Fisher-Price Just Made An Exercise Bike For Kids

Ever thought that something as dull as a stationary bike was reserved strictly for adults? Think again! Toy giant Fisher-Price clearly thought outside the box when designing its newest children's toy, the Think and Learn Smart Cycle. The Fisher-Price exercise bike for toddlers connects wirelessly to televisions or tablets, where children can then use the bikes as, essentially, ride-on controllers to navigate downloadable games, which are designed to fuel their learning.

The idea isn't to replace children's outdoor cycling time, of course — or at least, it probably shouldn't be. But when parents are busy and kids are bored, this could be a better (and healthier!) option than reverting to an hour of tablet time or an oft-replayed movie. Parents can be reassured that kids are moving and learning, and children remain entertained.

The bikes connect via Bluetooth to tablets (which can be mounted on the bike's handles) or TVs that use Apple TV or Android TV. There are currently four games available that work with the Think and Learn Smart Cycle, and they can all be downloaded on iOS or Android systems. The apps, according to CNET, focus on improving children's math, science, social studies, and literacy skills, and parents can instantly track their children's learning through a Bluetooth-connected app. Fisher-Price has also promised to release more games in the future, as well.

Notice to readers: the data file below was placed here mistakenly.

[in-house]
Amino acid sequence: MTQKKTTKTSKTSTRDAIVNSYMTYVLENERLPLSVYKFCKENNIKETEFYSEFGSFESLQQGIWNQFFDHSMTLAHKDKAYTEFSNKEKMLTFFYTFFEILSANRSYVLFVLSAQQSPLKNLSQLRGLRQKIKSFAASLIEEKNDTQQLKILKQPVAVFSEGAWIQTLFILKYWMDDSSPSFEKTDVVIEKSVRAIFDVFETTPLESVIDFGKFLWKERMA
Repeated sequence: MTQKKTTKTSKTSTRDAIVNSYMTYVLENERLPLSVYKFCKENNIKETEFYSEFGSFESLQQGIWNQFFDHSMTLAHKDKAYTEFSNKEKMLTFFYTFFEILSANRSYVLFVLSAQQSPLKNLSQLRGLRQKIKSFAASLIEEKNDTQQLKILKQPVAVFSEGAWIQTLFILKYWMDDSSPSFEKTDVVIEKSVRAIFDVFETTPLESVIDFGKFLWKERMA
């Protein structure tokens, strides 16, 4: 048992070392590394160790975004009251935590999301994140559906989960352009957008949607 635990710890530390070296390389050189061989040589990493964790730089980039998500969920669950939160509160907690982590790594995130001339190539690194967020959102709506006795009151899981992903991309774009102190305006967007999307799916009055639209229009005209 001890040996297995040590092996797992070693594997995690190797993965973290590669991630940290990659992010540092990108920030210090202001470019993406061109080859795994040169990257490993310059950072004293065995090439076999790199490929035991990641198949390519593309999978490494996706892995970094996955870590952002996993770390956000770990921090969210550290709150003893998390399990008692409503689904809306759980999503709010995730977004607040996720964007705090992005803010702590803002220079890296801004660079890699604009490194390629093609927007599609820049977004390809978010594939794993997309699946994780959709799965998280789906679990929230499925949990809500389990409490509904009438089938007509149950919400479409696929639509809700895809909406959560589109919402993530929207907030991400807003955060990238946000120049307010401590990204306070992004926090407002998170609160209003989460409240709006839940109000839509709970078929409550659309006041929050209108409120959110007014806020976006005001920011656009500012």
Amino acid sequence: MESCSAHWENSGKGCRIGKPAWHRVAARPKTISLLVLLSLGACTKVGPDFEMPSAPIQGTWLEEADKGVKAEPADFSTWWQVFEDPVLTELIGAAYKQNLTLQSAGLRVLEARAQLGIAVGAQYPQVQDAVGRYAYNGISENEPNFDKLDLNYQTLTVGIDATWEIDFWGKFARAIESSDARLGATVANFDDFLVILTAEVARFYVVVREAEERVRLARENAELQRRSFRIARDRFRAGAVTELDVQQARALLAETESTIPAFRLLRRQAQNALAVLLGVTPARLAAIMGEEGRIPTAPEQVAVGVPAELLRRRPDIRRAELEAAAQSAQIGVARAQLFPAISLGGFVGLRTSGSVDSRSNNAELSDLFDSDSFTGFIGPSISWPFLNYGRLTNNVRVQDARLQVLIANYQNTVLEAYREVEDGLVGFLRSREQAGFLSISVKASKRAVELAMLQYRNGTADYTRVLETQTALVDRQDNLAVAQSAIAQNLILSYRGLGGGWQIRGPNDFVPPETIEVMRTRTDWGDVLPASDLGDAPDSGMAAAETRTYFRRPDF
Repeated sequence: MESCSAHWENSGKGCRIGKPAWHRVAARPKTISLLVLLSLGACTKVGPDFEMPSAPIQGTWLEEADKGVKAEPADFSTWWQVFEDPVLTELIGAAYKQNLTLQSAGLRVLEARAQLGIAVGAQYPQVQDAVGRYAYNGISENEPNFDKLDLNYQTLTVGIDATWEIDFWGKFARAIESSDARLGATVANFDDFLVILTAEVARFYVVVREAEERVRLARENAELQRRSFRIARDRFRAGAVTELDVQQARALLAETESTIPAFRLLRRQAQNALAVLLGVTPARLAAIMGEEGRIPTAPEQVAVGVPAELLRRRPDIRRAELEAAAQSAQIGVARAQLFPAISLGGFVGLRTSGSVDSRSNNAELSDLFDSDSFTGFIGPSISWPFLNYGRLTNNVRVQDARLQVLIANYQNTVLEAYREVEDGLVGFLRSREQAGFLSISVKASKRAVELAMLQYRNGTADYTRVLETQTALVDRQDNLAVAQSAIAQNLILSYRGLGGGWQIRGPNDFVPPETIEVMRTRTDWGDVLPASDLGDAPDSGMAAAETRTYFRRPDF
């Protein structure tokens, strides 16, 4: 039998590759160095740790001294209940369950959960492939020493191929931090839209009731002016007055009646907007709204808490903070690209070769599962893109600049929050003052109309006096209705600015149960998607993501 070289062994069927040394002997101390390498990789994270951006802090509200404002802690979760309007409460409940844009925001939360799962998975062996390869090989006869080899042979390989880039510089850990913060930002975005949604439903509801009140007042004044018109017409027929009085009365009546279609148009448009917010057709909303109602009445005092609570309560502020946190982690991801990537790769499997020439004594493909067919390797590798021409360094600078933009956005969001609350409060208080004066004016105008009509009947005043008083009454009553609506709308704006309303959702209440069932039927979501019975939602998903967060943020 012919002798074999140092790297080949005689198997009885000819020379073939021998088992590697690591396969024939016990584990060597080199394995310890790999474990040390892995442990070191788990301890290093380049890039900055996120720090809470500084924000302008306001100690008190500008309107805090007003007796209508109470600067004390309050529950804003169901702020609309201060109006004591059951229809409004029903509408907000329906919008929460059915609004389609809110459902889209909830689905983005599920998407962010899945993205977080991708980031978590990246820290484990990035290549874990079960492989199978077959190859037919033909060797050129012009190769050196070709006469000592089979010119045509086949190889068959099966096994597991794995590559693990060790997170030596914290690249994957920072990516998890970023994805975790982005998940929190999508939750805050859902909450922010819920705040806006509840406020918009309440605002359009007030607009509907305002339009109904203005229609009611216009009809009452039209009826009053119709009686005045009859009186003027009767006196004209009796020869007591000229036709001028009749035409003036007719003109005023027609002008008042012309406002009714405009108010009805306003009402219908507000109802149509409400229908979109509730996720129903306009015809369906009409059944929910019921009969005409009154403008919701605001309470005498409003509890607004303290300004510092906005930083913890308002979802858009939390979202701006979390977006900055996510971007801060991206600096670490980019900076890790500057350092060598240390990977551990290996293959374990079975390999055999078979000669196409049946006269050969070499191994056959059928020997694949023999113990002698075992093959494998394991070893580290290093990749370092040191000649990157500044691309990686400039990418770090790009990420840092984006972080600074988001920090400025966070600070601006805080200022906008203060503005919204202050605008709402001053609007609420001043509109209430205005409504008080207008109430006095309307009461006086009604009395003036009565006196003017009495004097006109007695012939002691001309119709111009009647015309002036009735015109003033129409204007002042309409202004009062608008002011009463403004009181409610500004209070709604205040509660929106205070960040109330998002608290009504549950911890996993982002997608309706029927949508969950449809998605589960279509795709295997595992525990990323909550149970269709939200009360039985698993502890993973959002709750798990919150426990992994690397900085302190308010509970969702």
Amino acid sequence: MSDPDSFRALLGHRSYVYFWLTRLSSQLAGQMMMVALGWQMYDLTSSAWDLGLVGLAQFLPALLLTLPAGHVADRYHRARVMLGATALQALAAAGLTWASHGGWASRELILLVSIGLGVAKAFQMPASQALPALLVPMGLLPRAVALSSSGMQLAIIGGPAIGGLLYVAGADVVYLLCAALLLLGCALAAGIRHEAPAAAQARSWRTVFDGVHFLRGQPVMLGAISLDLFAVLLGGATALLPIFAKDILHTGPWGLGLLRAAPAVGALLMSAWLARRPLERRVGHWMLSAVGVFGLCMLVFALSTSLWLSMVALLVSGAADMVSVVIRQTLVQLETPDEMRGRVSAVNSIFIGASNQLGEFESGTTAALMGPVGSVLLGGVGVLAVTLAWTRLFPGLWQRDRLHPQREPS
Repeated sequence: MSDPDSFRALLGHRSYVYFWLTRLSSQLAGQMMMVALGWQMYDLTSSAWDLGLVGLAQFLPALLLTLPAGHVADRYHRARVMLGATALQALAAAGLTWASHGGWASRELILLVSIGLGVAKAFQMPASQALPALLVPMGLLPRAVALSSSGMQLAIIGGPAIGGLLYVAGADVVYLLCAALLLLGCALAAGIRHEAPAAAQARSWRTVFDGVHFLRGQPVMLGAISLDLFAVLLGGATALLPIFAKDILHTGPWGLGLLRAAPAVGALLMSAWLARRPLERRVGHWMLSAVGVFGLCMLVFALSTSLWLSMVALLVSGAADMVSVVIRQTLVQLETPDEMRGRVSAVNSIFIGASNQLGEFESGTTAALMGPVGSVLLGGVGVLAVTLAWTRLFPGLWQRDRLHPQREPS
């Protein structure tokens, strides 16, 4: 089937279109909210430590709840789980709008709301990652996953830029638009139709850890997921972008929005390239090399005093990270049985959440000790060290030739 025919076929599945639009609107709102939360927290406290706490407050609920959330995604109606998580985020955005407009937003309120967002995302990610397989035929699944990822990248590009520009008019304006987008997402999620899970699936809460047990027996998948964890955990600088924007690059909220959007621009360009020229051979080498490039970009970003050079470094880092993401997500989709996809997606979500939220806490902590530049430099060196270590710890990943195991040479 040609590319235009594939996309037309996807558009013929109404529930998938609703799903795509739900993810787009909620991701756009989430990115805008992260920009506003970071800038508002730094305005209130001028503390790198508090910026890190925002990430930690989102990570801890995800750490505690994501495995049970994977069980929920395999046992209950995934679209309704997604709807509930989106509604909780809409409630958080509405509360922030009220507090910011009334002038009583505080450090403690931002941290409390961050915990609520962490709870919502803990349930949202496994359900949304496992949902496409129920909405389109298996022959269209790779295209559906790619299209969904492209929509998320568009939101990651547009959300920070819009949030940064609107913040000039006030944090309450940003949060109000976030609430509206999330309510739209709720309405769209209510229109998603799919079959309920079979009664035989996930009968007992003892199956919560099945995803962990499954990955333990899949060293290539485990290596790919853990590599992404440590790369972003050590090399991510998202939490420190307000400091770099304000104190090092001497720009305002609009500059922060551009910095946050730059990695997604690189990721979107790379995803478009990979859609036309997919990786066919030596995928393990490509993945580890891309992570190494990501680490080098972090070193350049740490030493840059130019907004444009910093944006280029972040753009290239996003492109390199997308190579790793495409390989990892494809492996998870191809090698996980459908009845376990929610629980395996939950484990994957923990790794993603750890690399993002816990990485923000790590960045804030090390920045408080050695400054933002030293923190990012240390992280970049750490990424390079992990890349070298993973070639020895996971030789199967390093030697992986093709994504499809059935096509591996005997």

Fisher-Price's new bike comes with a price tag of $150, and it's aimed at children between the ages of 3 and 6. "They're learning and mastering content as they peddle, fast or slow, forwards or backwards," Amber Pietrobono, a spokeswoman for Fisher-Price, told CNNMoney on Wednesday. "It's also how they level up in the games. ... It uses apps with powerful and engaging graphics. Kids can also save games and resume them when back on the bike."

While some parents have ridiculed the idea of a stationary bike for children — ever heard of a real bike? — it seems like a useful way to keep kids active during the winter months or while caregivers are too busy to nip outdoors. However, parents should remember that, despite the benefits of added exercise and learning, time spent on the Think and Learn Smart Cycle should probably still count towards children's total screen time.

According to the American Academy of Pediatrics, children ages 2 to 5 should probably be getting an hour of screen time a day at most. But if they're going to be looking at a screen, they may as well be pedaling off some of that extra wild energy before bedtime, no?